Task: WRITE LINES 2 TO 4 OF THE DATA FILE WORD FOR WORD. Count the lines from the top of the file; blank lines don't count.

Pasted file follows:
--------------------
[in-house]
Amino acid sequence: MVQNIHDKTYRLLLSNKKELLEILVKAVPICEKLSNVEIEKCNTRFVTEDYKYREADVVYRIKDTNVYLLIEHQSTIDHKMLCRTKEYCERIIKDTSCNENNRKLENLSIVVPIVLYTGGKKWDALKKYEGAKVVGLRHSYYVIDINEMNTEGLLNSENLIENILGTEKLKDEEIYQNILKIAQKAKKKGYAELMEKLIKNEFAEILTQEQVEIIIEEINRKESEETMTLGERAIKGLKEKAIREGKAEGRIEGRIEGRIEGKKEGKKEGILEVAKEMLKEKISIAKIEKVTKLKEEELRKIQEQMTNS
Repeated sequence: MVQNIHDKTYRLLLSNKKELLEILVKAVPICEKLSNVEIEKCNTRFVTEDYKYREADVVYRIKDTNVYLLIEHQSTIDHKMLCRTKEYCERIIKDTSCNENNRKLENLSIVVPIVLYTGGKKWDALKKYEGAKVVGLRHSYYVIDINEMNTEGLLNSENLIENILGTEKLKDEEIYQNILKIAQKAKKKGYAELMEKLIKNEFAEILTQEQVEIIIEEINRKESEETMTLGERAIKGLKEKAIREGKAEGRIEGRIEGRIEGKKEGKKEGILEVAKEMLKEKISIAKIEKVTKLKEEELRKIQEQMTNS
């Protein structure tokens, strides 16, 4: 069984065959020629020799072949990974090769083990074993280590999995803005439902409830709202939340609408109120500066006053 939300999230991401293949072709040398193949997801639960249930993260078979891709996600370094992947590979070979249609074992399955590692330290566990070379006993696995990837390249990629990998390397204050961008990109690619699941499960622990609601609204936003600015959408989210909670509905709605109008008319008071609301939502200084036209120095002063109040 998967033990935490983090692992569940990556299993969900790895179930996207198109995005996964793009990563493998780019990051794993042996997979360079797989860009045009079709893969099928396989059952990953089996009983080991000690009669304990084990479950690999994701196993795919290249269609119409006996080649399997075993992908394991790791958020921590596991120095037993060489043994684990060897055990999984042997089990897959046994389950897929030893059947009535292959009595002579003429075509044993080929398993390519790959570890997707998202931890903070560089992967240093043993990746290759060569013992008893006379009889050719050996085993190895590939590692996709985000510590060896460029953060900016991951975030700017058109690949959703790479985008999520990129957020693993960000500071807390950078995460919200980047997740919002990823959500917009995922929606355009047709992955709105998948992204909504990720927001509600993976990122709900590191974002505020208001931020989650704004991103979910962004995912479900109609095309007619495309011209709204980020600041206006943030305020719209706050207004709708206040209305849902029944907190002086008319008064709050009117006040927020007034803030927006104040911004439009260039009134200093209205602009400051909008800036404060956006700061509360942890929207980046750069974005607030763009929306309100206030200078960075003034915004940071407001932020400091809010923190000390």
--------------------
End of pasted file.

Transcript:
Amino acid sequence: MVQNIHDKTYRLLLSNKKELLEILVKAVPICEKLSNVEIEKCNTRFVTEDYKYREADVVYRIKDTNVYLLIEHQSTIDHKMLCRTKEYCERIIKDTSCNENNRKLENLSIVVPIVLYTGGKKWDALKKYEGAKVVGLRHSYYVIDINEMNTEGLLNSENLIENILGTEKLKDEEIYQNILKIAQKAKKKGYAELMEKLIKNEFAEILTQEQVEIIIEEINRKESEETMTLGERAIKGLKEKAIREGKAEGRIEGRIEGRIEGKKEGKKEGILEVAKEMLKEKISIAKIEKVTKLKEEELRKIQEQMTNS
Repeated sequence: MVQNIHDKTYRLLLSNKKELLEILVKAVPICEKLSNVEIEKCNTRFVTEDYKYREADVVYRIKDTNVYLLIEHQSTIDHKMLCRTKEYCERIIKDTSCNENNRKLENLSIVVPIVLYTGGKKWDALKKYEGAKVVGLRHSYYVIDINEMNTEGLLNSENLIENILGTEKLKDEEIYQNILKIAQKAKKKGYAELMEKLIKNEFAEILTQEQVEIIIEEINRKESEETMTLGERAIKGLKEKAIREGKAEGRIEGRIEGRIEGKKEGKKEGILEVAKEMLKEKISIAKIEKVTKLKEEELRKIQEQMTNS
């Protein structure tokens, strides 16, 4: 069984065959020629020799072949990974090769083990074993280590999995803005439902409830709202939340609408109120500066006053 939300999230991401293949072709040398193949997801639960249930993260078979891709996600370094992947590979070979249609074992399955590692330290566990070379006993696995990837390249990629990998390397204050961008990109690619699941499960622990609601609204936003600015959408989210909670509905709605109008008319008071609301939502200084036209120095002063109040 998967033990935490983090692992569940990556299993969900790895179930996207198109995005996964793009990563493998780019990051794993042996997979360079797989860009045009079709893969099928396989059952990953089996009983080991000690009669304990084990479950690999994701196993795919290249269609119409006996080649399997075993992908394991790791958020921590596991120095037993060489043994684990060897055990999984042997089990897959046994389950897929030893059947009535292959009595002579003429075509044993080929398993390519790959570890997707998202931890903070560089992967240093043993990746290759060569013992008893006379009889050719050996085993190895590939590692996709985000510590060896460029953060900016991951975030700017058109690949959703790479985008999520990129957020693993960000500071807390950078995460919200980047997740919002990823959500917009995922929606355009047709992955709105998948992204909504990720927001509600993976990122709900590191974002505020208001931020989650704004991103979910962004995912479900109609095309007619495309011209709204980020600041206006943030305020719209706050207004709708206040209305849902029944907190002086008319008064709050009117006040927020007034803030927006104040911004439009260039009134200093209205602009400051909008800036404060956006700061509360942890929207980046750069974005607030763009929306309100206030200078960075003034915004940071407001932020400091809010923190000390």